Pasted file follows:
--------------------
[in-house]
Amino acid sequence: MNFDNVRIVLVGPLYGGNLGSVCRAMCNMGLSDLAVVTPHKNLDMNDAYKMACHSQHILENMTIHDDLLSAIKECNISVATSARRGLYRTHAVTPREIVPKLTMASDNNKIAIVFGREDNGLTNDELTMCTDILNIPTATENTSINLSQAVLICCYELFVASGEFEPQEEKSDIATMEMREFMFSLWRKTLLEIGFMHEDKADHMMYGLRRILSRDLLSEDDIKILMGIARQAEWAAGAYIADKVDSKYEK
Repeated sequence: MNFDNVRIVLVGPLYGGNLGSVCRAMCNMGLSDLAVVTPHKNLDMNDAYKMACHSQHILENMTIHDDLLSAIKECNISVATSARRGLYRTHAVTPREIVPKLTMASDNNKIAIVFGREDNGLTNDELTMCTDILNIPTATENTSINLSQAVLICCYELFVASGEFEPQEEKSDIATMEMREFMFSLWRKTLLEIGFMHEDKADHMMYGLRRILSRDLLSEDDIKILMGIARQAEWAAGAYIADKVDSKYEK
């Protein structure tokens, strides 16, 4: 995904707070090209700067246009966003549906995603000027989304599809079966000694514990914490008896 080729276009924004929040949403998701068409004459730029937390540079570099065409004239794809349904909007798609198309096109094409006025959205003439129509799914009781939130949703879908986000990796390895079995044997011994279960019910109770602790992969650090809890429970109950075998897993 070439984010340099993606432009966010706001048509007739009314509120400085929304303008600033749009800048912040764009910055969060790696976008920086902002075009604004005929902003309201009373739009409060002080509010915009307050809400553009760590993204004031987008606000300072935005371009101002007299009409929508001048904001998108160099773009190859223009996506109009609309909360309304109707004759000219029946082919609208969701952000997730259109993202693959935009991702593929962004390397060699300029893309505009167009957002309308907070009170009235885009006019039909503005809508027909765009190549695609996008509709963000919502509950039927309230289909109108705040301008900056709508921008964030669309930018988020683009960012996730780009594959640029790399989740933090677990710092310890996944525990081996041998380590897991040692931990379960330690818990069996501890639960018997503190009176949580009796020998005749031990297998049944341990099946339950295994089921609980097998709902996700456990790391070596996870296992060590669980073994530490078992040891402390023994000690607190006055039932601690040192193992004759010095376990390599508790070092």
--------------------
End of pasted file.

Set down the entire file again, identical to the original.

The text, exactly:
[in-house]
Amino acid sequence: MNFDNVRIVLVGPLYGGNLGSVCRAMCNMGLSDLAVVTPHKNLDMNDAYKMACHSQHILENMTIHDDLLSAIKECNISVATSARRGLYRTHAVTPREIVPKLTMASDNNKIAIVFGREDNGLTNDELTMCTDILNIPTATENTSINLSQAVLICCYELFVASGEFEPQEEKSDIATMEMREFMFSLWRKTLLEIGFMHEDKADHMMYGLRRILSRDLLSEDDIKILMGIARQAEWAAGAYIADKVDSKYEK
Repeated sequence: MNFDNVRIVLVGPLYGGNLGSVCRAMCNMGLSDLAVVTPHKNLDMNDAYKMACHSQHILENMTIHDDLLSAIKECNISVATSARRGLYRTHAVTPREIVPKLTMASDNNKIAIVFGREDNGLTNDELTMCTDILNIPTATENTSINLSQAVLICCYELFVASGEFEPQEEKSDIATMEMREFMFSLWRKTLLEIGFMHEDKADHMMYGLRRILSRDLLSEDDIKILMGIARQAEWAAGAYIADKVDSKYEK
């Protein structure tokens, strides 16, 4: 995904707070090209700067246009966003549906995603000027989304599809079966000694514990914490008896 080729276009924004929040949403998701068409004459730029937390540079570099065409004239794809349904909007798609198309096109094409006025959205003439129509799914009781939130949703879908986000990796390895079995044997011994279960019910109770602790992969650090809890429970109950075998897993 070439984010340099993606432009966010706001048509007739009314509120400085929304303008600033749009800048912040764009910055969060790696976008920086902002075009604004005929902003309201009373739009409060002080509010915009307050809400553009760590993204004031987008606000300072935005371009101002007299009409929508001048904001998108160099773009190859223009996506109009609309909360309304109707004759000219029946082919609208969701952000997730259109993202693959935009991702593929962004390397060699300029893309505009167009957002309308907070009170009235885009006019039909503005809508027909765009190549695609996008509709963000919502509950039927309230289909109108705040301008900056709508921008964030669309930018988020683009960012996730780009594959640029790399989740933090677990710092310890996944525990081996041998380590897991040692931990379960330690818990069996501890639960018997503190009176949580009796020998005749031990297998049944341990099946339950295994089921609980097998709902996700456990790391070596996870296992060590669980073994530490078992040891402390023994000690607190006055039932601690040192193992004759010095376990390599508790070092």